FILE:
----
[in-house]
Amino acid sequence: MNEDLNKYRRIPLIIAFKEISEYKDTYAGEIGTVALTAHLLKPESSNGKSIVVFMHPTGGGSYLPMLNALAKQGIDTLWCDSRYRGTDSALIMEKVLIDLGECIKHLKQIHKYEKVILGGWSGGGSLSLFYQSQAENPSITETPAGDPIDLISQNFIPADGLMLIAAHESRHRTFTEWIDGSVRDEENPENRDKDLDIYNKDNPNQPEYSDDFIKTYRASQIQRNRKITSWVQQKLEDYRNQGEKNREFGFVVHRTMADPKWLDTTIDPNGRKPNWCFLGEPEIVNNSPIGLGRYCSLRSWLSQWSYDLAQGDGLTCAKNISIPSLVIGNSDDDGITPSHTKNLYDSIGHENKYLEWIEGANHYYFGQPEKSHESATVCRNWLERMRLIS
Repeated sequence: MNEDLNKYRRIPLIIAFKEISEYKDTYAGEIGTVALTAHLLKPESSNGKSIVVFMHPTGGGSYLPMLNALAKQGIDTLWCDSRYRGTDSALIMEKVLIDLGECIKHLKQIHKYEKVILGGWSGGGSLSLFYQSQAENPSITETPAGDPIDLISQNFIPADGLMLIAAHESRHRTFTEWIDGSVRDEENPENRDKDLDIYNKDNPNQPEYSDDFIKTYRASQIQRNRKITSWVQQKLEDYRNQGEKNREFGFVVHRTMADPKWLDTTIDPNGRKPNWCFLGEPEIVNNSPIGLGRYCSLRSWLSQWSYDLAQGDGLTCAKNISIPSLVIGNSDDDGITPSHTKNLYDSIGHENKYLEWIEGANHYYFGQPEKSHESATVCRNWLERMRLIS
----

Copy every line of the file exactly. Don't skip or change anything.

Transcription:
[in-house]
Amino acid sequence: MNEDLNKYRRIPLIIAFKEISEYKDTYAGEIGTVALTAHLLKPESSNGKSIVVFMHPTGGGSYLPMLNALAKQGIDTLWCDSRYRGTDSALIMEKVLIDLGECIKHLKQIHKYEKVILGGWSGGGSLSLFYQSQAENPSITETPAGDPIDLISQNFIPADGLMLIAAHESRHRTFTEWIDGSVRDEENPENRDKDLDIYNKDNPNQPEYSDDFIKTYRASQIQRNRKITSWVQQKLEDYRNQGEKNREFGFVVHRTMADPKWLDTTIDPNGRKPNWCFLGEPEIVNNSPIGLGRYCSLRSWLSQWSYDLAQGDGLTCAKNISIPSLVIGNSDDDGITPSHTKNLYDSIGHENKYLEWIEGANHYYFGQPEKSHESATVCRNWLERMRLIS
Repeated sequence: MNEDLNKYRRIPLIIAFKEISEYKDTYAGEIGTVALTAHLLKPESSNGKSIVVFMHPTGGGSYLPMLNALAKQGIDTLWCDSRYRGTDSALIMEKVLIDLGECIKHLKQIHKYEKVILGGWSGGGSLSLFYQSQAENPSITETPAGDPIDLISQNFIPADGLMLIAAHESRHRTFTEWIDGSVRDEENPENRDKDLDIYNKDNPNQPEYSDDFIKTYRASQIQRNRKITSWVQQKLEDYRNQGEKNREFGFVVHRTMADPKWLDTTIDPNGRKPNWCFLGEPEIVNNSPIGLGRYCSLRSWLSQWSYDLAQGDGLTCAKNISIPSLVIGNSDDDGITPSHTKNLYDSIGHENKYLEWIEGANHYYFGQPEKSHESATVCRNWLERMRLIS